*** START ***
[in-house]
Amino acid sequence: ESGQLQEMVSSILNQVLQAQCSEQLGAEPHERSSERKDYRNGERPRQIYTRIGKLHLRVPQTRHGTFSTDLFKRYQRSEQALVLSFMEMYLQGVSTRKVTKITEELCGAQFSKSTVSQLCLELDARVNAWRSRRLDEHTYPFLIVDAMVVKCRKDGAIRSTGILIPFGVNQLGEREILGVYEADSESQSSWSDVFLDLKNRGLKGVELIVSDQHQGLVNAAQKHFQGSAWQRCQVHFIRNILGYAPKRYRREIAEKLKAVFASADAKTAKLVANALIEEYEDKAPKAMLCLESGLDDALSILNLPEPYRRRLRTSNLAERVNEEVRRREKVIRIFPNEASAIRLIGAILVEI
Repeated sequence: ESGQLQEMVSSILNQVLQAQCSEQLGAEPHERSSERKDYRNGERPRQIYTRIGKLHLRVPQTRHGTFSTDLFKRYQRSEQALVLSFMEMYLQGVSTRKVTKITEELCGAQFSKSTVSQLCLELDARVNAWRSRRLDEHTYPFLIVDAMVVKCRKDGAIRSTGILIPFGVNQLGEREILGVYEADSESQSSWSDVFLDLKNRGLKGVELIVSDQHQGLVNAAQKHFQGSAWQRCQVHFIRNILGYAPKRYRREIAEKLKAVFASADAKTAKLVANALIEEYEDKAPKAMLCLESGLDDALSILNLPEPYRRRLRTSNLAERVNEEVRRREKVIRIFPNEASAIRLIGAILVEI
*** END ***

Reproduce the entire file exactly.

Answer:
[in-house]
Amino acid sequence: ESGQLQEMVSSILNQVLQAQCSEQLGAEPHERSSERKDYRNGERPRQIYTRIGKLHLRVPQTRHGTFSTDLFKRYQRSEQALVLSFMEMYLQGVSTRKVTKITEELCGAQFSKSTVSQLCLELDARVNAWRSRRLDEHTYPFLIVDAMVVKCRKDGAIRSTGILIPFGVNQLGEREILGVYEADSESQSSWSDVFLDLKNRGLKGVELIVSDQHQGLVNAAQKHFQGSAWQRCQVHFIRNILGYAPKRYRREIAEKLKAVFASADAKTAKLVANALIEEYEDKAPKAMLCLESGLDDALSILNLPEPYRRRLRTSNLAERVNEEVRRREKVIRIFPNEASAIRLIGAILVEI
Repeated sequence: ESGQLQEMVSSILNQVLQAQCSEQLGAEPHERSSERKDYRNGERPRQIYTRIGKLHLRVPQTRHGTFSTDLFKRYQRSEQALVLSFMEMYLQGVSTRKVTKITEELCGAQFSKSTVSQLCLELDARVNAWRSRRLDEHTYPFLIVDAMVVKCRKDGAIRSTGILIPFGVNQLGEREILGVYEADSESQSSWSDVFLDLKNRGLKGVELIVSDQHQGLVNAAQKHFQGSAWQRCQVHFIRNILGYAPKRYRREIAEKLKAVFASADAKTAKLVANALIEEYEDKAPKAMLCLESGLDDALSILNLPEPYRRRLRTSNLAERVNEEVRRREKVIRIFPNEASAIRLIGAILVEI